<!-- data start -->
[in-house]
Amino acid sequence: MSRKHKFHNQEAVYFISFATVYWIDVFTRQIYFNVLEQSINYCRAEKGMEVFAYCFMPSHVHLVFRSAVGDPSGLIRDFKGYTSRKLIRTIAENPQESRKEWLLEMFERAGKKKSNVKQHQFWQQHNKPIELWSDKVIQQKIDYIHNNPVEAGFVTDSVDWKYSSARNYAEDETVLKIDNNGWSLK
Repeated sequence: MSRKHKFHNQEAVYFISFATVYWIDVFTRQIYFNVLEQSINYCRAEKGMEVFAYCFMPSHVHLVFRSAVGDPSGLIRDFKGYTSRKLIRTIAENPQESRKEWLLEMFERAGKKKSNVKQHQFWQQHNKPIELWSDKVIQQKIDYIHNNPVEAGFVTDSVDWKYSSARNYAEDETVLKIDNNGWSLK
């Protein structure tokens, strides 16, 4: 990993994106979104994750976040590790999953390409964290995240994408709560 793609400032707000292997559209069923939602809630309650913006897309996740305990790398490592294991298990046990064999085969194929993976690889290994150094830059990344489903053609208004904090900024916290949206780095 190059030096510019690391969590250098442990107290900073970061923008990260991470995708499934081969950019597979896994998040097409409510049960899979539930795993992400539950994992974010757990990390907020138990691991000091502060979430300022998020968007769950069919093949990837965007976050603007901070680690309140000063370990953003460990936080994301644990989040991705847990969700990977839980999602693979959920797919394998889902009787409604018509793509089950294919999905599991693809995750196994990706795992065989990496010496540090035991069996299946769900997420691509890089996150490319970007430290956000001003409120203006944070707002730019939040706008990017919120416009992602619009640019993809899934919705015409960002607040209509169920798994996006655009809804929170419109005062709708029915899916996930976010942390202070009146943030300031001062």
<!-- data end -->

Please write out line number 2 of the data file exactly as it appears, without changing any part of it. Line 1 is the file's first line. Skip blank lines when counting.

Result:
Amino acid sequence: MSRKHKFHNQEAVYFISFATVYWIDVFTRQIYFNVLEQSINYCRAEKGMEVFAYCFMPSHVHLVFRSAVGDPSGLIRDFKGYTSRKLIRTIAENPQESRKEWLLEMFERAGKKKSNVKQHQFWQQHNKPIELWSDKVIQQKIDYIHNNPVEAGFVTDSVDWKYSSARNYAEDETVLKIDNNGWSLK